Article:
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Tropentag 2023, September 20 - 22, Berlin, Germany

"Competing pathways for equitable food systems transformation: trade-offs and synergies."

To maintain vegetable agro-biodiversity for nutrition security: Insights from ethnic minorities in northern Vietnam

Phuong Thi Nguyen1, The Ky Hoang2, Huong T.M. Pham2, Kees Swaans2, Paul C. Struik1, TjeerdJan Stomph1

1Wageningen University and Research, Plant Sciences, The Netherlands
2The Alliance of Bioversity International and CIAT, International Centre for Tropical Agriculture, Vietnam


Vegetables are crucial elements to ensure food and nutrition security. Ethnic minority communities in Northern Vietnam are the key holder of vegetable diversity but are also suffering from low nutrient intake and nutrition-rich food crises. Home-grown crops, including vegetables, are the major source of daily food and/or income that on which farmers have sovereignty and easy access. This study aimed at exploring the associations of environmental, socio-economic and agro-ecological characteristics, and seed diversity with the current vegetable agro-biodiversity in different ethnic minority communities in Northern Vietnam. Mixed methods included a quantitative household survey (409 farmers), qualitative farmer focus group discussions (13 FGDs) and key informant interviews (31 stakeholders) executed in 2019-2020. Variable importance evaluation was implemented to select the most important variables using projection predictive variable selection approaches by R package projpred v2.4.0. Bayesian inference approach was employed using R package brms v2.19.0 for the final analysis with the dependent variables being the total number of vegetable crops grown per household and the farmer’s decision to source seed from external sources. Given the rich diversity of vegetables at landscape and community levels, diversity was quite modest at the household level, and a large variation in crops grown was observed among households within and between ethnic communities, reflecting households’ preference diversity. A larger cropping land but not land for vegetables, more diversity of seed sources, better access to information, and home gardens supported a higher diversity of vegetables. In addition, vegetable availability was highly seasonal, and there were critically lean periods for vegetable availability which hints at an important shortage of vegetables for home consumption. Regarding farmers’ seed choice, when starting materials needed were more diverse and given farmers’ trust in seed sources, they intended to seek seed from external sources (i.e., involvement in integrated seed systems). Also, if vegetables were primarily grown for home consumption, the self-saved seed was prioritised. We recommend that it is necessary to enhance farmers’ access to information, and diversification of reliable seed sources via bolstering an integrated seed system, and empowerment of local market channels for enhanced seed and vegetable diversity.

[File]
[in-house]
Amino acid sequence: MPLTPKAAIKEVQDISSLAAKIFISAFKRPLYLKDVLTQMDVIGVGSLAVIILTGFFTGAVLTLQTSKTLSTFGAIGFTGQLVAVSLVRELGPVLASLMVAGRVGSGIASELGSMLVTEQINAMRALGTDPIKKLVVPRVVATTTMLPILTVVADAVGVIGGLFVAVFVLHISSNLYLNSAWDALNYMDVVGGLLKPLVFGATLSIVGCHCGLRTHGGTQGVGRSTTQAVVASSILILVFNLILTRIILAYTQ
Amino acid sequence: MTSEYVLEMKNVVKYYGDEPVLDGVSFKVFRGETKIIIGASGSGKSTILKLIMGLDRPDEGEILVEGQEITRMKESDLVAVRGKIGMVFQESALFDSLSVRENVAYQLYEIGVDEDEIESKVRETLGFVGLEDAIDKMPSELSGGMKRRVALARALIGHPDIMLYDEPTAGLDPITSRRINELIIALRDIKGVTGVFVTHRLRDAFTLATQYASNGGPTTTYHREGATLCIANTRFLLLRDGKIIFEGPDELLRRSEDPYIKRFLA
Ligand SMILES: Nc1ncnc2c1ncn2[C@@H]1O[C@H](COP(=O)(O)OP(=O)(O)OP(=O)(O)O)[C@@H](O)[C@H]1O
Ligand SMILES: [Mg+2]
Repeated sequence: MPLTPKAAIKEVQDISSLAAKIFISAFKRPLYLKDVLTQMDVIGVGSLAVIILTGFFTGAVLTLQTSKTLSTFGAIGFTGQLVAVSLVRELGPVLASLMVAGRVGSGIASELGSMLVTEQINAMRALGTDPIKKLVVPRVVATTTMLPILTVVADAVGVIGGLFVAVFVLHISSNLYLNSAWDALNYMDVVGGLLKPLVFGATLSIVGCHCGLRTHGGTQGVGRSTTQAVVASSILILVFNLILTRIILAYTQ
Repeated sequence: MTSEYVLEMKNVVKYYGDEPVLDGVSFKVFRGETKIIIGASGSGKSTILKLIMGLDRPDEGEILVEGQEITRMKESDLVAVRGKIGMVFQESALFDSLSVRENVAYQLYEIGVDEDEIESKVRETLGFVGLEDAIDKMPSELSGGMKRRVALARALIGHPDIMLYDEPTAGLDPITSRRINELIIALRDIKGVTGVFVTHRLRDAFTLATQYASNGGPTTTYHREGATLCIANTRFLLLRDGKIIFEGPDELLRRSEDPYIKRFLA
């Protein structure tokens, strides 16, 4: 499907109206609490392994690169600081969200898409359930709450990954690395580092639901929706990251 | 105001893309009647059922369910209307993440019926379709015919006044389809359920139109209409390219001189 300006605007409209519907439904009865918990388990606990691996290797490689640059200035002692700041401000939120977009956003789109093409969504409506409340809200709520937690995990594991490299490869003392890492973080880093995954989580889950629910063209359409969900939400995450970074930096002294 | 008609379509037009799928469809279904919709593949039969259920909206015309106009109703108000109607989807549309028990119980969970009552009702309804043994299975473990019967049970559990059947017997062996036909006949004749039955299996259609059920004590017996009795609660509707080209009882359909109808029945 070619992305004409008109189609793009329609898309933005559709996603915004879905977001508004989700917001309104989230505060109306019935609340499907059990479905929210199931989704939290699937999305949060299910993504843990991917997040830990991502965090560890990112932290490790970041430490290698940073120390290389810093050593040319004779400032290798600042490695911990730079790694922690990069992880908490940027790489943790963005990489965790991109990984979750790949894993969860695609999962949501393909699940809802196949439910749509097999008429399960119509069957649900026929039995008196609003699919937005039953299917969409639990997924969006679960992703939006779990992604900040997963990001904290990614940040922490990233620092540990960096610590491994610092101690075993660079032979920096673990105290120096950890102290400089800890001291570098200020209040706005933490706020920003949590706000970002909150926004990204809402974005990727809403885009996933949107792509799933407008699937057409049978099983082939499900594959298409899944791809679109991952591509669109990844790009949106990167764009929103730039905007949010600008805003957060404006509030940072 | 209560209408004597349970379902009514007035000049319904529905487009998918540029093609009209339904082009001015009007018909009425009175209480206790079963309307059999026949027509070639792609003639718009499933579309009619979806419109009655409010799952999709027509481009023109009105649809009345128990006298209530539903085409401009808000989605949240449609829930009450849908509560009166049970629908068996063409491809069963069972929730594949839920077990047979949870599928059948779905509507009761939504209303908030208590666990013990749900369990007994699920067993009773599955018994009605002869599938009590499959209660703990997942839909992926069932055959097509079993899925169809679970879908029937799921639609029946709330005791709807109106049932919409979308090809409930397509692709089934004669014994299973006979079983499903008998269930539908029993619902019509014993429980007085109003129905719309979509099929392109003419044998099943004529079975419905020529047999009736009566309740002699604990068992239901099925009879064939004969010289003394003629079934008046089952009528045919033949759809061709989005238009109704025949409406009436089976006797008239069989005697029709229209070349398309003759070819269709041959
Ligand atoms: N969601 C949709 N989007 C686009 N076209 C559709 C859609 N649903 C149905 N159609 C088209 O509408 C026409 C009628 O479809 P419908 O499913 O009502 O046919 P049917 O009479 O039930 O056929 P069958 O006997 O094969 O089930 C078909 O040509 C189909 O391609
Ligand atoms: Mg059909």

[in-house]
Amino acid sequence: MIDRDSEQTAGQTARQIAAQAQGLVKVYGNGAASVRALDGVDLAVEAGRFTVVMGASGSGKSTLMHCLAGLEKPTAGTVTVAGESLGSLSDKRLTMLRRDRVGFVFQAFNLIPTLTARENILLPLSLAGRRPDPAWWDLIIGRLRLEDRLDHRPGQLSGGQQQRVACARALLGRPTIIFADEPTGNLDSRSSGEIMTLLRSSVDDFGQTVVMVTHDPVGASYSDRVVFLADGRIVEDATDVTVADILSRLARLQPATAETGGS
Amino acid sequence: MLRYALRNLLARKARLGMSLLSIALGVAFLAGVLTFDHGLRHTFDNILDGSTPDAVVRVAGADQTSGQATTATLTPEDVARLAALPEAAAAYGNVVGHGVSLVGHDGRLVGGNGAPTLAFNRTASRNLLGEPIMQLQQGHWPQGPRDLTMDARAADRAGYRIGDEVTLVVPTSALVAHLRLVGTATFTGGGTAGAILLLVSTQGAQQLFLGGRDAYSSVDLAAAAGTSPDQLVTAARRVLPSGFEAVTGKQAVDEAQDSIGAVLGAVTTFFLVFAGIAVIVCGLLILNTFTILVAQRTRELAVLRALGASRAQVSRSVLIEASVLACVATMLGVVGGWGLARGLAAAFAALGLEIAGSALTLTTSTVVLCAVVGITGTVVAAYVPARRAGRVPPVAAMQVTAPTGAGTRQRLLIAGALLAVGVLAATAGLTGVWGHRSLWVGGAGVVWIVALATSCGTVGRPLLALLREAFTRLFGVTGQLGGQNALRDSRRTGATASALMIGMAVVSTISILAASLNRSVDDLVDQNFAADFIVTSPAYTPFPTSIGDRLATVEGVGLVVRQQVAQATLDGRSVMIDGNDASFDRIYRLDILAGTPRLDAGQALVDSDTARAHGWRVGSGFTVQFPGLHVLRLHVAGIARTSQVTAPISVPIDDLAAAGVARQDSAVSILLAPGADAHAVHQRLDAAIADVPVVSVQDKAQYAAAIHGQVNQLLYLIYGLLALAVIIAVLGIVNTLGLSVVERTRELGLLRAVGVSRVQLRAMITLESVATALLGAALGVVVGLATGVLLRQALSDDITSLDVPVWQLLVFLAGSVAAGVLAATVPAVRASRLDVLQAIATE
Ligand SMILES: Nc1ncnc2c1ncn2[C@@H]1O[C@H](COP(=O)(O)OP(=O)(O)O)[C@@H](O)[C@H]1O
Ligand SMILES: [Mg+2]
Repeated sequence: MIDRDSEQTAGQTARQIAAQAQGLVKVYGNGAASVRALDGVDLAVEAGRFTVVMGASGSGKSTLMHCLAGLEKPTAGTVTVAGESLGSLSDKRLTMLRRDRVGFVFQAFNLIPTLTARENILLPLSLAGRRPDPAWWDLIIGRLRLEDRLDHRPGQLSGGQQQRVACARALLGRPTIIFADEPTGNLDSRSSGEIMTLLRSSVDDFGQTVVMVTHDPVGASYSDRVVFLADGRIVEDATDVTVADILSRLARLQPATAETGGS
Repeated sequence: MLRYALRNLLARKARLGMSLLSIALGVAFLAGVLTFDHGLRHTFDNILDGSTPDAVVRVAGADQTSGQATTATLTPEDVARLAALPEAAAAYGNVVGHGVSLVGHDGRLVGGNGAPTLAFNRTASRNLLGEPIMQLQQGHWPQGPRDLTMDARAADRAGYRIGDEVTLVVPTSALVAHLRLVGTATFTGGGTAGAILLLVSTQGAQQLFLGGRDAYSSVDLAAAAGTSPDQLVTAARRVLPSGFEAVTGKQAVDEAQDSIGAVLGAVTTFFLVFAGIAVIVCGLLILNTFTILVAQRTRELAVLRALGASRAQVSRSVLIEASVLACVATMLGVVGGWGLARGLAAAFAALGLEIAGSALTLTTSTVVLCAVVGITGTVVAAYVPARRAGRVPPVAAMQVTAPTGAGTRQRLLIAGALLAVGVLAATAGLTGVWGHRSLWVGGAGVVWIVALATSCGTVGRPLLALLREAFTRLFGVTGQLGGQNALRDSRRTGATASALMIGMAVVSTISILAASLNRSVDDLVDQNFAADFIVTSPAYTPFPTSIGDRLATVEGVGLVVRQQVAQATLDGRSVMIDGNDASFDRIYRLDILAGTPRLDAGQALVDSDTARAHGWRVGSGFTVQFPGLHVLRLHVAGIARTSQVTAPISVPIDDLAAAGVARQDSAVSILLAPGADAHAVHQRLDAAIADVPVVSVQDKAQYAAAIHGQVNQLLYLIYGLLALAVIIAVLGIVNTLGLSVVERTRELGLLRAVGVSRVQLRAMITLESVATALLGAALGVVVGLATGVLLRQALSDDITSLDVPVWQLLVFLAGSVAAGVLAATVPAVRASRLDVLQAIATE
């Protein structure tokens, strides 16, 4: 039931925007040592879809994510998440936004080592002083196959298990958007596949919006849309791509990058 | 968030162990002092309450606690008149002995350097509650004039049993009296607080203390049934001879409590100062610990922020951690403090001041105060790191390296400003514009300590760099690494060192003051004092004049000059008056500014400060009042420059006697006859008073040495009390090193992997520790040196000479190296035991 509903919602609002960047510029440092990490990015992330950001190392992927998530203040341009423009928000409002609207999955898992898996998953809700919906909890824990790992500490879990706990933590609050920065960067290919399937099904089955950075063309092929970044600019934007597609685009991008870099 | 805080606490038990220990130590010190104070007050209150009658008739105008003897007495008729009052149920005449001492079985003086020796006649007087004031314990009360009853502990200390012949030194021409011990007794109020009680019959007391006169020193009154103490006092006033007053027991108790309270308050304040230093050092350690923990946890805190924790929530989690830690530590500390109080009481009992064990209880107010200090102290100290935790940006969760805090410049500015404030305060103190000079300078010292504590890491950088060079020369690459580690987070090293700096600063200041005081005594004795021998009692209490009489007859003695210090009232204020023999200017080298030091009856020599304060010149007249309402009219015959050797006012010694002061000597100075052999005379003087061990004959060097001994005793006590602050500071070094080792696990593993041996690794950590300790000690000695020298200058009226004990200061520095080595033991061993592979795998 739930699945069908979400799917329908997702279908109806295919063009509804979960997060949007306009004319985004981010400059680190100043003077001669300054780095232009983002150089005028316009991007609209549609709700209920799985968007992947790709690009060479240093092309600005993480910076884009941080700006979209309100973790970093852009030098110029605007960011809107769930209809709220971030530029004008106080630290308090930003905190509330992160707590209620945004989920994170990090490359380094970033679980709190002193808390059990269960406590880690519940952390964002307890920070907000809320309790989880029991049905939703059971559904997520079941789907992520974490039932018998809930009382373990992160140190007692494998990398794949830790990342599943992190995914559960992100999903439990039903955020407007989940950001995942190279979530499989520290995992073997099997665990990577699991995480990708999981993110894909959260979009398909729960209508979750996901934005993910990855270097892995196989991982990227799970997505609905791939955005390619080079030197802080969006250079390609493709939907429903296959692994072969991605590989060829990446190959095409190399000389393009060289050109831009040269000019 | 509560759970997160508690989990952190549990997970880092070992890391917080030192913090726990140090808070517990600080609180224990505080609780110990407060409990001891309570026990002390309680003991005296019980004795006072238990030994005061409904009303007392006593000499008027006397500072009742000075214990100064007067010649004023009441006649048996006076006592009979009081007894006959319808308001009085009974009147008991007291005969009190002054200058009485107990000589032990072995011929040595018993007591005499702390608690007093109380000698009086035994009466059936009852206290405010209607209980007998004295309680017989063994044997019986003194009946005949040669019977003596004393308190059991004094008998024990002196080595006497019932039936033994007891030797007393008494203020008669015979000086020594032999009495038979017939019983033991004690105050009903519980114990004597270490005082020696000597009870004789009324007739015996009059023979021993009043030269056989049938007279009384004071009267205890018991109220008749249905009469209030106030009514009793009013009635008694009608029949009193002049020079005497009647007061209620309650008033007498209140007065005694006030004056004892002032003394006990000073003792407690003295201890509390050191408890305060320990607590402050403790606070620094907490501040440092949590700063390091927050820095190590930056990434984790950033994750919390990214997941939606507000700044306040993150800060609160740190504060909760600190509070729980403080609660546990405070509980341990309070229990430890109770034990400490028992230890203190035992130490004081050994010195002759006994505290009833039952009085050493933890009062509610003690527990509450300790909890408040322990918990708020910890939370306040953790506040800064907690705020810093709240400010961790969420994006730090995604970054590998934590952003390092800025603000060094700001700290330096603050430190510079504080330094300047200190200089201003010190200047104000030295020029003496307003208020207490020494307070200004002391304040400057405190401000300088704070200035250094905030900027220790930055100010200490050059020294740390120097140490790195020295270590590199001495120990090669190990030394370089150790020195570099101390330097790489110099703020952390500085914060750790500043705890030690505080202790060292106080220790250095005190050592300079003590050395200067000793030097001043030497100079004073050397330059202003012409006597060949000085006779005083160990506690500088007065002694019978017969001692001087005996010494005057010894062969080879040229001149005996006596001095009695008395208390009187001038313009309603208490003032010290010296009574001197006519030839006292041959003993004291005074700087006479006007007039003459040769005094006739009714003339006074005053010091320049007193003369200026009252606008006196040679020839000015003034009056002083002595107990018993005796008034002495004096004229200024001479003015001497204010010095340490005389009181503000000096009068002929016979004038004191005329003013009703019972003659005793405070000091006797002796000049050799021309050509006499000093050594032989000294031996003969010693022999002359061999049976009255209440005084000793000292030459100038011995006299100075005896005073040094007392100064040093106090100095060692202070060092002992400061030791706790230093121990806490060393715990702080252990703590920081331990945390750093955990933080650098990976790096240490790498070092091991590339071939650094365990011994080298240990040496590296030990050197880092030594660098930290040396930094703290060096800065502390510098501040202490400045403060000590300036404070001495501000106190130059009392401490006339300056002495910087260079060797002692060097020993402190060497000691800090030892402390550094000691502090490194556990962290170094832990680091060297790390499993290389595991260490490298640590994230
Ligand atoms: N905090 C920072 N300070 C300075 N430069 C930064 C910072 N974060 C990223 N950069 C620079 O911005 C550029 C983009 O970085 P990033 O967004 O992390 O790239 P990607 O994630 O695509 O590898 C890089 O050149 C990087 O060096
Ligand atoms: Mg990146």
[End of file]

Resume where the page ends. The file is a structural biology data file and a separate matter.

Keywords: Bayesian, ethnic minority, integrated seed system, nutrition security, seed source, vegetable diversity

Contact Address: Phuong Thi Nguyen, Wageningen University and Research, Plant Sciences, Bornsesteeg, 6708PD Wageningen, The Netherlands, e-mail: thiphuong.nguyen@wur.nl

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